Remember the excuse an anonymous
Administration source Senator gave to explain why the Administration was not sharing some of the OLC memos on drone killing with the intelligence committees that by law oversee them?
Because the agreements with Pakistan and Yemen were too sensitive.
A senator who sits on the Intelligence Committee and has read some of the memos also said that the still-unreleased memos contain secret protocols with the governments of Yemen and Pakistan on how targeted killings should be conducted. Information about these pacts, however, were not in the OLC opinions the senator has been allowed to see.
In a preview of his new book, Mark Mazzetti describes what is surely in one of them: the “side payment” strikes — targeting Pakistan’s enemies, not our own — we carried out so as to gain access to Pakistani airspace so we could target others.
Mr. [Nek] Muhammad [a Pakistani Taliban ally] and his followers had been killed by the C.I.A., the first time it had deployed a Predator drone in Pakistan to carry out a “targeted killing.” The target was not a top operative of Al Qaeda, but a Pakistani ally of the Taliban who led a tribal rebellion and was marked by Pakistan as an enemy of the state. In a secret deal, the C.I.A. had agreed to kill him in exchange for access to airspace it had long sought so it could use drones to hunt down its own enemies.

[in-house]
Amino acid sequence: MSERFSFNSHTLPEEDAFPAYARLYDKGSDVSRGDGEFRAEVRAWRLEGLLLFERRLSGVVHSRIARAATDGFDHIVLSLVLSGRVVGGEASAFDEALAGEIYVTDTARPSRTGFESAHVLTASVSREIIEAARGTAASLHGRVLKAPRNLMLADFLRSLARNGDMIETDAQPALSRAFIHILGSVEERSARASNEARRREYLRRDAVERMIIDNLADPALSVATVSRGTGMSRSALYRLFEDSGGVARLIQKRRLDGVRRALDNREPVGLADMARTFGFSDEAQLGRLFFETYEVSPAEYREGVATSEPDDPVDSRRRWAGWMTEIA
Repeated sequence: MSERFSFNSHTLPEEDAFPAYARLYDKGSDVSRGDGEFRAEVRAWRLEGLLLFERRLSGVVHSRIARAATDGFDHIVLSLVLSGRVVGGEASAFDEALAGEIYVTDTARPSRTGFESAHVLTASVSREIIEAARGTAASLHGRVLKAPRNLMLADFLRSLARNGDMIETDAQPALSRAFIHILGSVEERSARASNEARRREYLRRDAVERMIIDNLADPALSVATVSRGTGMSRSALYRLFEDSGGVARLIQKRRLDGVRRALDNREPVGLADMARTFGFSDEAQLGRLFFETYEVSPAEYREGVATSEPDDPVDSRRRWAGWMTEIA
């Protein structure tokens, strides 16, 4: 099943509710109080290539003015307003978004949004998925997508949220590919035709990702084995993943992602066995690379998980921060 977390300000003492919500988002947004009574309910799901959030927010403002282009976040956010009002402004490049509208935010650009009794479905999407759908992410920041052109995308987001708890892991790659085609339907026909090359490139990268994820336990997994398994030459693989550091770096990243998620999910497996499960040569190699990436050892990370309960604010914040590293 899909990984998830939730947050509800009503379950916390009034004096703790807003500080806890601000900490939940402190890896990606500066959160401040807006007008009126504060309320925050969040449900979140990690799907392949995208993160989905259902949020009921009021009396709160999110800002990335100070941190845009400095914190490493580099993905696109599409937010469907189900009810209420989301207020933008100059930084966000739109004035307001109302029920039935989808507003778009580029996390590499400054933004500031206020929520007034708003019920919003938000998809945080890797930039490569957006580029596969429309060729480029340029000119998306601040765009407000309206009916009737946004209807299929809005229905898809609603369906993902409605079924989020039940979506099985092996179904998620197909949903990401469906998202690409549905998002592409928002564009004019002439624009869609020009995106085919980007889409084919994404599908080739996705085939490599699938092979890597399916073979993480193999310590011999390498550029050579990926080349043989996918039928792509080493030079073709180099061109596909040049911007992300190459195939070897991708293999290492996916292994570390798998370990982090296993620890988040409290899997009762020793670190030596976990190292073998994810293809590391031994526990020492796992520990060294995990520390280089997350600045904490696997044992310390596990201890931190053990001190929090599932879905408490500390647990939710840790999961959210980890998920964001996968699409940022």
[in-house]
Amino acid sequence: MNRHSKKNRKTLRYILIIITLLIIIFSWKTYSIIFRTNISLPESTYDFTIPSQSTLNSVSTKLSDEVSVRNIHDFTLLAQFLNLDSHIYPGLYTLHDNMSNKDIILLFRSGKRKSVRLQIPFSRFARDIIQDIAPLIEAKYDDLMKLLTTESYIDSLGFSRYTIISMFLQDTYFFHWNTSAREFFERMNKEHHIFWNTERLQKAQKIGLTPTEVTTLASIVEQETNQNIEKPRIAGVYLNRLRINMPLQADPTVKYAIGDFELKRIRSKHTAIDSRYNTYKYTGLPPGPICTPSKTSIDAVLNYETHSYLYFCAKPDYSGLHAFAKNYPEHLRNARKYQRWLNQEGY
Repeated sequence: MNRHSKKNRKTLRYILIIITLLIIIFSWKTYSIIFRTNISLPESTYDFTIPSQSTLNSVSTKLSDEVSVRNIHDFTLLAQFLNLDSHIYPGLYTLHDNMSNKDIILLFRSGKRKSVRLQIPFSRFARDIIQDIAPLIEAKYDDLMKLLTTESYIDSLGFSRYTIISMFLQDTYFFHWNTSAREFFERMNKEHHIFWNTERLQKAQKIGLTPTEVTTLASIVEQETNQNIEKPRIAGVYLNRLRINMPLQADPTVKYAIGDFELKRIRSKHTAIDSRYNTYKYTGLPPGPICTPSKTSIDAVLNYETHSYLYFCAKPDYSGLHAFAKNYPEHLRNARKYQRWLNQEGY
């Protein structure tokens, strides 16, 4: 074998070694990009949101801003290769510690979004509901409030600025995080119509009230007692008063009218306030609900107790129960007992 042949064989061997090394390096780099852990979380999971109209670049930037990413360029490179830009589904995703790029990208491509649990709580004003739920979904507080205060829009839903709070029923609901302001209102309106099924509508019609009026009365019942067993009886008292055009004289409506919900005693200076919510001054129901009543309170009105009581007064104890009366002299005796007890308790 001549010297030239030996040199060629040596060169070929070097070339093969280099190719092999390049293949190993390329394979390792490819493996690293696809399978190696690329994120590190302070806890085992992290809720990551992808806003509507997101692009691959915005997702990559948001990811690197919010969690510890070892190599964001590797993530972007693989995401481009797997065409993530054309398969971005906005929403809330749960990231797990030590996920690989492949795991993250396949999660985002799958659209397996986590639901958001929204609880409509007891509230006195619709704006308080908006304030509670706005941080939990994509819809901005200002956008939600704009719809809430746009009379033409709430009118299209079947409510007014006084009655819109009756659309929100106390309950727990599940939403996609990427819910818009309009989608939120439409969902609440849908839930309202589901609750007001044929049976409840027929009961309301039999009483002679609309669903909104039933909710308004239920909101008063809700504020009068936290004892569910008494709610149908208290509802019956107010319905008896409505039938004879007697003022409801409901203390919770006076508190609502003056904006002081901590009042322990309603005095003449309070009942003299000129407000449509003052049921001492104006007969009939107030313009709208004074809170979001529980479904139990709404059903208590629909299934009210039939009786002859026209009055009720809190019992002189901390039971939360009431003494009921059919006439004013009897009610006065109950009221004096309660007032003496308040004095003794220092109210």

Pakistani officials had, for several years, balked at the idea of allowing armed C.I.A. Predators to roam their skies. They considered drone flights a violation of sovereignty, and worried that they would invite further criticism of Mr. Musharraf as being Washington’s lackey. But Mr. Muhammad’s rise to power forced them to reconsider.
The C.I.A. had been monitoring the rise of Mr. Muhammad, but officials considered him to be more Pakistan’s problem than America’s. In Washington, officials were watching with growing alarm the gathering of Qaeda operatives in the tribal areas, and George J. Tenet, the C.I.A. director, authorized officers in the agency’s Islamabad station to push Pakistani officials to allow armed drones. Negotiations were handled primarily by the Islamabad station.
As the battles raged in South Waziristan, the station chief in Islamabad paid a visit to Gen. Ehsan ul Haq, the ISI chief, and made an offer: If the C.I.A. killed Mr. Muhammad, would the ISI allow regular armed drone flights over the tribal areas?
In secret negotiations, the terms of the bargain were set. Pakistani intelligence officials insisted that they be allowed to approve each drone strike, giving them tight control over the list of targets.
The ISI and the C.I.A. agreed that all drone flights in Pakistan would operate under the C.I.A.’s covert action authority — meaning that the United States would never acknowledge the missile strikes and that Pakistan would either take credit for the individual killings or remain silent.
So in the name of the war on al Qaeda we’re killing non-al Qaeda so as to win the ability to kill al Qaeda.
And the Administration didn’t want to explain all that to the intelligence committees.